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Counterpoint Activities: Singing Rounds

Module by: Catherine Schmidt-Jones. E-mail the author

Summary: For teaching counterpoint concepts, a variety of rounds appropriate for students.

Introduction

This lesson contains suggestions for using round singing to teach students about counterpoint. You can find an introduction to the subject in Counterpoint and a lesson plan for a counterpoint listening/discussion activity in Counterpoint Activities: Listening and Discussion.

Goals and Requirements

  • Goals - The student will understand and be able to describe round (canon) form and participate in round singing.
  • Grade Level - P-12 (adaptable)
  • Teacher Expertise - Teacher training in music education is not necessary to present these activities, but the teacher should be able to sing the melody of the round accurately and with confidence, and should be able to clearly and accurately indicate when each group should enter.
  • Objectives - The students will learn the melody of a round and sing it, first all together as a single group, and then broken into smaller groups, with each group singing one part of the round.
  • Music Standards Addressed - National Standards for Music Education standard 1 (singing, alone and with others, a varied repertoire of music).
  • Student Prerequisites - The student should be able to sing a tune, as part of a group, with accurate pitch and rhythm.
  • Time Requirements - If the students are learning a new tune, this will work best if spread over several short (5-15-minute) sessions over the period of a week or two. Early sessions should concentrate on learning the tune and singing it with confidence. Introduce and practice the round aspect only after the students know the song well. The number of sessions will depend on the students' ability and experience, and the length and difficulty of the music.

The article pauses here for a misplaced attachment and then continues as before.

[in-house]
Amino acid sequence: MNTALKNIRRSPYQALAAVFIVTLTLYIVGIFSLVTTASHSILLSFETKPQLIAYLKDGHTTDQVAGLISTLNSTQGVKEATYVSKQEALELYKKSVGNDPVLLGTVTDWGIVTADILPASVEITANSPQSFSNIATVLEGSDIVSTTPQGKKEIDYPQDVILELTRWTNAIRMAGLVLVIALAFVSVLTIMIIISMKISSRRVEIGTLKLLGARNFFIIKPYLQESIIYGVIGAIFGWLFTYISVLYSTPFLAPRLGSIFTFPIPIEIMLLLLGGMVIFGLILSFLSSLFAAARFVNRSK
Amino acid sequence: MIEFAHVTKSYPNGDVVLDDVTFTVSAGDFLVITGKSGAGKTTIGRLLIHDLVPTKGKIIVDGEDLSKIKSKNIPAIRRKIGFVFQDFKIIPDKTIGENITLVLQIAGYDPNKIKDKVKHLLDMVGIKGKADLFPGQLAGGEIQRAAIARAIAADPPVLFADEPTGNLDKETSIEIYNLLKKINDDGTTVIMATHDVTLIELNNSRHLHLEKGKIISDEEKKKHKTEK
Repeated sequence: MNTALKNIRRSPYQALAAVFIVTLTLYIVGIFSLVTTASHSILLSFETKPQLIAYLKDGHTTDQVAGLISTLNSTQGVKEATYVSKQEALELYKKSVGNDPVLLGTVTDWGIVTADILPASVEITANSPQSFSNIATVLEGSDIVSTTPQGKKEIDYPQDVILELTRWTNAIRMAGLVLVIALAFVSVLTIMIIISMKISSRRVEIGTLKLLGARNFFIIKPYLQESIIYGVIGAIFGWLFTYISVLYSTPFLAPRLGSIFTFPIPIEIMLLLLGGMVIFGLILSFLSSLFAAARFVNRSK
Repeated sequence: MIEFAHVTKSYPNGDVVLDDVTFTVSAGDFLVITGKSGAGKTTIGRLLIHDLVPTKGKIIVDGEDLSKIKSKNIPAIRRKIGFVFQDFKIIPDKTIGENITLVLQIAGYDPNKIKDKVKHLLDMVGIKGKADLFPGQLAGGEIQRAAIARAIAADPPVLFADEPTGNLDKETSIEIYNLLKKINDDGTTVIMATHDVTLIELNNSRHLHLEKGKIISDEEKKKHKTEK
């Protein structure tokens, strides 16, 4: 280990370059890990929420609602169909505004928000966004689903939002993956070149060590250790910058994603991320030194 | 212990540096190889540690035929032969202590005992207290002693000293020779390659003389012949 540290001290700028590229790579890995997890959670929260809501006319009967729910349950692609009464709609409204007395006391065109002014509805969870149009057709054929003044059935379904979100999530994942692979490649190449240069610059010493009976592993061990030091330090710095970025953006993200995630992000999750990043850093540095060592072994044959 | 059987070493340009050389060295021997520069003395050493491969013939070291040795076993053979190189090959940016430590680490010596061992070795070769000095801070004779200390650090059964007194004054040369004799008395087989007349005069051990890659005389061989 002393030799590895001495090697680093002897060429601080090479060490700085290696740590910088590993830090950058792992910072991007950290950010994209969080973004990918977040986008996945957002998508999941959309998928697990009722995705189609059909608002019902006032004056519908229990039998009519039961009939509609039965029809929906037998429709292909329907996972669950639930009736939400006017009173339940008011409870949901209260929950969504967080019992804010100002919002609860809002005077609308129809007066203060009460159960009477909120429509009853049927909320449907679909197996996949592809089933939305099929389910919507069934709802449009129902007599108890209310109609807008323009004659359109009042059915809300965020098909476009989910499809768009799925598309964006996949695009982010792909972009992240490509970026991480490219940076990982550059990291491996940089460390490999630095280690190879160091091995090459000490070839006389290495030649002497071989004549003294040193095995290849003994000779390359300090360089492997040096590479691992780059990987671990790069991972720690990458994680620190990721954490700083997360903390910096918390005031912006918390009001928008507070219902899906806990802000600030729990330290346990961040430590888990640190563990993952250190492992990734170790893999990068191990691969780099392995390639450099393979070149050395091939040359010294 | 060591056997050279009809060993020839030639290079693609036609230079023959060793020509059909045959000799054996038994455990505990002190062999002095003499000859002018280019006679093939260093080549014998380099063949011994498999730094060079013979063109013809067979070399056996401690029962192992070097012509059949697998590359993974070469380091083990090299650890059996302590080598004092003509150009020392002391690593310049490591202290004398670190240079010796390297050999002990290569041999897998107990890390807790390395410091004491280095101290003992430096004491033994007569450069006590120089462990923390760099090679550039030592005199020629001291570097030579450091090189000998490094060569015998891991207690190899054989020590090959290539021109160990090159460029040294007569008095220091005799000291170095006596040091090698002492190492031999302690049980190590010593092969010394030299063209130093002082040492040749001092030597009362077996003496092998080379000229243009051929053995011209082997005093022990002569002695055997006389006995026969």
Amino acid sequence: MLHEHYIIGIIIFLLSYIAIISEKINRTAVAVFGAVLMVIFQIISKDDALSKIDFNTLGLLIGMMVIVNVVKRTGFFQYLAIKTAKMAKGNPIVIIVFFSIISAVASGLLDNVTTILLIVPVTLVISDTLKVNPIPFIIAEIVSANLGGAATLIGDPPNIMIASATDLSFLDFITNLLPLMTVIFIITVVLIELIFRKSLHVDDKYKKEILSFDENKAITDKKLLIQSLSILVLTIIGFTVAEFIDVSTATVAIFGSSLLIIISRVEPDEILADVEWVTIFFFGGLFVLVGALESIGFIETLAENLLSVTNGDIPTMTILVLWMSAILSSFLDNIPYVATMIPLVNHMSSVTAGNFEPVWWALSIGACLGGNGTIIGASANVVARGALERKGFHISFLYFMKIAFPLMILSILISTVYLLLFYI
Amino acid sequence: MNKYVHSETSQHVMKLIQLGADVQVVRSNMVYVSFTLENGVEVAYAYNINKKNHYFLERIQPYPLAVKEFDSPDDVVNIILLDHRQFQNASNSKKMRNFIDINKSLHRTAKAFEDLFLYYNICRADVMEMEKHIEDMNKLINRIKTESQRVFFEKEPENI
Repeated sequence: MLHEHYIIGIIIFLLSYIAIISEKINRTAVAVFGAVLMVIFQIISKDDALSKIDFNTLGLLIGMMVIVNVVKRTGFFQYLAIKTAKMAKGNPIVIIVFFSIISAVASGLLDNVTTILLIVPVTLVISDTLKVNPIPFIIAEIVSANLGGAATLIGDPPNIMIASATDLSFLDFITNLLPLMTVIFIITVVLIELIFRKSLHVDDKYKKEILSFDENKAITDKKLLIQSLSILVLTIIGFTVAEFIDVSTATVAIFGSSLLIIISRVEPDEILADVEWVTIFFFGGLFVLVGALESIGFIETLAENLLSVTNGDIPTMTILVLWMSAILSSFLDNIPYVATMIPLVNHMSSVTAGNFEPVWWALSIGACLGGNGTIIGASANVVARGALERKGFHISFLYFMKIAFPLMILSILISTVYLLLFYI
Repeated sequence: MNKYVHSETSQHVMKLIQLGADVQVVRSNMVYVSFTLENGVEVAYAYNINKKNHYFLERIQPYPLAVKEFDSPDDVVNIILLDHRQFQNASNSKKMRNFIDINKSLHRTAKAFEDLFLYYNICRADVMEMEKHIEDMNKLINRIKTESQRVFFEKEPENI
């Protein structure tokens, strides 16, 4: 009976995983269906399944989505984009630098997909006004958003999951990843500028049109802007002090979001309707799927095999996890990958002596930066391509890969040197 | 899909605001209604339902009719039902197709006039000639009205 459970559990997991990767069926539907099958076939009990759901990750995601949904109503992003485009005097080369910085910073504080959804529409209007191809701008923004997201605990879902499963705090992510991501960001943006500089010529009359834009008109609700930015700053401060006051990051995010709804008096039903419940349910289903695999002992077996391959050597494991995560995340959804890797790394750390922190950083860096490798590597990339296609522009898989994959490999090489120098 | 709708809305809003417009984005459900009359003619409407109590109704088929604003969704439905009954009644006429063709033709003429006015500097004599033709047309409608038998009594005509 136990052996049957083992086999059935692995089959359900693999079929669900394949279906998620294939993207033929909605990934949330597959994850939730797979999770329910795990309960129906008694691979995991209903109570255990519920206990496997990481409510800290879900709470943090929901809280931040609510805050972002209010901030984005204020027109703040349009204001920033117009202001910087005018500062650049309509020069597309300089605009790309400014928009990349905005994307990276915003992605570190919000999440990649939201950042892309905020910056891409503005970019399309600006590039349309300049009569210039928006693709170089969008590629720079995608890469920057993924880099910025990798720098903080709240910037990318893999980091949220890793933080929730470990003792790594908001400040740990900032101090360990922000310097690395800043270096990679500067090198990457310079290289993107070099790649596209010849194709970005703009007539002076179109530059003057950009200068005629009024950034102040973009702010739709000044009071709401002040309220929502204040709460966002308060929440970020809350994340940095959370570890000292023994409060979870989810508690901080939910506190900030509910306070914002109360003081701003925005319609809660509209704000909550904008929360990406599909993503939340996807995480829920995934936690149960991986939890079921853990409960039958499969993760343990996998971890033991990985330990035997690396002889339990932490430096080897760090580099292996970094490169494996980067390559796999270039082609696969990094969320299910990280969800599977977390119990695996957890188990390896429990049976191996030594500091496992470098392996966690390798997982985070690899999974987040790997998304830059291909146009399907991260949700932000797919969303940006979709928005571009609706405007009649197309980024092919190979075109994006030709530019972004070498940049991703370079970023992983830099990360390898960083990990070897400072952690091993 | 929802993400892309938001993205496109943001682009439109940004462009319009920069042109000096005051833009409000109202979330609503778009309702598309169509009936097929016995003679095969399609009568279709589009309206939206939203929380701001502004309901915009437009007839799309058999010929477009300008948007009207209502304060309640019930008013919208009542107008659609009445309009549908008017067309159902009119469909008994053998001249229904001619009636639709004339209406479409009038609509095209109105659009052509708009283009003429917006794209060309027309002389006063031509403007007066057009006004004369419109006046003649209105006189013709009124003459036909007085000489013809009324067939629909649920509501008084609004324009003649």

• Evaluation - Assess students on active participation in the singing and ability to remain on their part when other parts are introduced.
  • Extensions - You may wish to note that the text of "White Sand and Gray Sand" is very simple, only 3 lines with five syllables in each line. This makes it a good candidate for a writing exercise in which the student composes a poem (3 lines of 5 syllables each) to be set to music. After learning the tune, the class can sing each poem in turn, together and as a round.
  • Follow-up - Discuss counterpoint and music texture concepts. Continue throughout the rest of the school year to introduce music with counterpoint for the students to listen to and perform.

Rounds

Materials and Preparation

  • Choose the round(s) to be taught. For very young students, it's hard to beat the old stand-by's like "Row, Row, Row your Boat", "Three Blind Mice", and "Frere Jaque" (see below for copyright information about these tunes. For older students, there will be some rounds to choose from in almost any children's sing-along book (for example, those published by your church or scouting organization, or the "Sing Along" book in the "Wee Sing" series).
  • You may use the rounds here (see below for copyright information about these tunes). "White Sand and Gray Sand" and "Merrily, Merrily" are simple rounds suitable for young or inexperienced singers. If either of them seem too high, simply sing them in a lower key. If the range of "White Sand and Gray Sand" is too large, sing it in a lower key and sing the final note an octave higher than written. Because "Prairie Revery" is based on the melodic minor scale and begins with a rest, it is probably more suitable for more experienced singers.